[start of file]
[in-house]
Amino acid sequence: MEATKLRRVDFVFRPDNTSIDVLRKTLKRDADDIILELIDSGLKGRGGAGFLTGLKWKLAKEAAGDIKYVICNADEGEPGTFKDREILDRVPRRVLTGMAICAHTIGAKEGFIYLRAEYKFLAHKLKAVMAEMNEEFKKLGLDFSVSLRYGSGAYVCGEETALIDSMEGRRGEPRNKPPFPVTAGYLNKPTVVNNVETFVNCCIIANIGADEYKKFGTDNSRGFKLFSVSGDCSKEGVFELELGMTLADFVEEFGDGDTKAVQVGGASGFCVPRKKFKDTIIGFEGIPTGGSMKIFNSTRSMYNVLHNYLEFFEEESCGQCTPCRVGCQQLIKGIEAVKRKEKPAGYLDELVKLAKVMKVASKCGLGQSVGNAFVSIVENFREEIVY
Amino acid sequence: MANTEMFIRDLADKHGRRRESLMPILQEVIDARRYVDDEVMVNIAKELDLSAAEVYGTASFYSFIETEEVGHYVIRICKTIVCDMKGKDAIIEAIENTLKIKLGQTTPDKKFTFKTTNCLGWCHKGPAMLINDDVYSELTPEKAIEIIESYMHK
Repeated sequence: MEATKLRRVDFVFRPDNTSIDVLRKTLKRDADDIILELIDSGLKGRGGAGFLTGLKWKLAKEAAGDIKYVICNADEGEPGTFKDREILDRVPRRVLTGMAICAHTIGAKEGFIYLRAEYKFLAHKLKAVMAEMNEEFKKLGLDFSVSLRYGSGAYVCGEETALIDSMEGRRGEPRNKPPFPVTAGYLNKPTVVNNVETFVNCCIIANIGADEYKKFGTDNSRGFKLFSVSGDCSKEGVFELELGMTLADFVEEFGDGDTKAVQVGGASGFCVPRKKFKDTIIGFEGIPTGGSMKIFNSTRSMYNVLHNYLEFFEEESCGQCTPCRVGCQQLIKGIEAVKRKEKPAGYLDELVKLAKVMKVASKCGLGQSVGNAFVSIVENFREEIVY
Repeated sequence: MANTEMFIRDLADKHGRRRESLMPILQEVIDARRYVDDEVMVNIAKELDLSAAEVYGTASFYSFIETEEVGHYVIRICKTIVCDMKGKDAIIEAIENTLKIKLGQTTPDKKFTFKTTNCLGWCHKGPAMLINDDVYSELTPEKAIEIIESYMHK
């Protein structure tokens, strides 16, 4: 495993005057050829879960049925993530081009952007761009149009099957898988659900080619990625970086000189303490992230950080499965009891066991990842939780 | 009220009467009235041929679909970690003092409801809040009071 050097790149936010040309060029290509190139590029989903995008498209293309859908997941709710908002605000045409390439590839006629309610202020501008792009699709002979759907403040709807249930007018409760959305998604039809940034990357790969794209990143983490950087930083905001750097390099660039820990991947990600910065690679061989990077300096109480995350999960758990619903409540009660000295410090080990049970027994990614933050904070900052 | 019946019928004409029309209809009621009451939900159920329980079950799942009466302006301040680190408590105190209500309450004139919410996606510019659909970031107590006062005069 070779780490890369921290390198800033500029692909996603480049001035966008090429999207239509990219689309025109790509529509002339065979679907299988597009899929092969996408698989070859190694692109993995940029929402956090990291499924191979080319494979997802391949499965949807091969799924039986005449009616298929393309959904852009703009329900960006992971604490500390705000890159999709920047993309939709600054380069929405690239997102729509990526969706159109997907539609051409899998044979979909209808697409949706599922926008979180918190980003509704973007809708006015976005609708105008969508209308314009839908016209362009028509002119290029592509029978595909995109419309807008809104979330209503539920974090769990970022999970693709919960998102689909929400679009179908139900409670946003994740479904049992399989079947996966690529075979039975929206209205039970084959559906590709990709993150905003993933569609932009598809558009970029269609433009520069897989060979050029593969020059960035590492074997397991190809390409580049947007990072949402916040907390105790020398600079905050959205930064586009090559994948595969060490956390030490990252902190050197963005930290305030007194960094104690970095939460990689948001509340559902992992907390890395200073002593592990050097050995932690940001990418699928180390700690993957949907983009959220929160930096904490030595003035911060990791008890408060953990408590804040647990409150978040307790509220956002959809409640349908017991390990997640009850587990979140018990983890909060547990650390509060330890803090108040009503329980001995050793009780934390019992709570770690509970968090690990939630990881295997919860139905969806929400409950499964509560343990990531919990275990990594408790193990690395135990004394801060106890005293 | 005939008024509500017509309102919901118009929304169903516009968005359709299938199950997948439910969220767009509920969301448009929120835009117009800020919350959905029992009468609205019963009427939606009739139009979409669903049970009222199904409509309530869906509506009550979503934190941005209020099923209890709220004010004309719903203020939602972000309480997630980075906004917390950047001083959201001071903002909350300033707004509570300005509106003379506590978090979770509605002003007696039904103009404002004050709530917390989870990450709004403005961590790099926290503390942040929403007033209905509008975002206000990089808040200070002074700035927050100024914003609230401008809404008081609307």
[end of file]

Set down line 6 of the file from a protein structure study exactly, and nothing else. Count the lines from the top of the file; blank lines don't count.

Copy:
């Protein structure tokens, strides 16, 4: 495993005057050829879960049925993530081009952007761009149009099957898988659900080619990625970086000189303490992230950080499965009891066991990842939780 | 009220009467009235041929679909970690003092409801809040009071 050097790149936010040309060029290509190139590029989903995008498209293309859908997941709710908002605000045409390439590839006629309610202020501008792009699709002979759907403040709807249930007018409760959305998604039809940034990357790969794209990143983490950087930083905001750097390099660039820990991947990600910065690679061989990077300096109480995350999960758990619903409540009660000295410090080990049970027994990614933050904070900052 | 019946019928004409029309209809009621009451939900159920329980079950799942009466302006301040680190408590105190209500309450004139919410996606510019659909970031107590006062005069 070779780490890369921290390198800033500029692909996603480049001035966008090429999207239509990219689309025109790509529509002339065979679907299988597009899929092969996408698989070859190694692109993995940029929402956090990291499924191979080319494979997802391949499965949807091969799924039986005449009616298929393309959904852009703009329900960006992971604490500390705000890159999709920047993309939709600054380069929405690239997102729509990526969706159109997907539609051409899998044979979909209808697409949706599922926008979180918190980003509704973007809708006015976005609708105008969508209308314009839908016209362009028509002119290029592509029978595909995109419309807008809104979330209503539920974090769990970022999970693709919960998102689909929400679009179908139900409670946003994740479904049992399989079947996966690529075979039975929206209205039970084959559906590709990709993150905003993933569609932009598809558009970029269609433009520069897989060979050029593969020059960035590492074997397991190809390409580049947007990072949402916040907390105790020398600079905050959205930064586009090559994948595969060490956390030490990252902190050197963005930290305030007194960094104690970095939460990689948001509340559902992992907390890395200073002593592990050097050995932690940001990418699928180390700690993957949907983009959220929160930096904490030595003035911060990791008890408060953990408590804040647990409150978040307790509220956002959809409640349908017991390990997640009850587990979140018990983890909060547990650390509060330890803090108040009503329980001995050793009780934390019992709570770690509970968090690990939630990881295997919860139905969806929400409950499964509560343990990531919990275990990594408790193990690395135990004394801060106890005293 | 005939008024509500017509309102919901118009929304169903516009968005359709299938199950997948439910969220767009509920969301448009929120835009117009800020919350959905029992009468609205019963009427939606009739139009979409669903049970009222199904409509309530869906509506009550979503934190941005209020099923209890709220004010004309719903203020939602972000309480997630980075906004917390950047001083959201001071903002909350300033707004509570300005509106003379506590978090979770509605002003007696039904103009404002004050709530917390989870990450709004403005961590790099926290503390942040929403007033209905509008975002206000990089808040200070002074700035927050100024914003609230401008809404008081609307």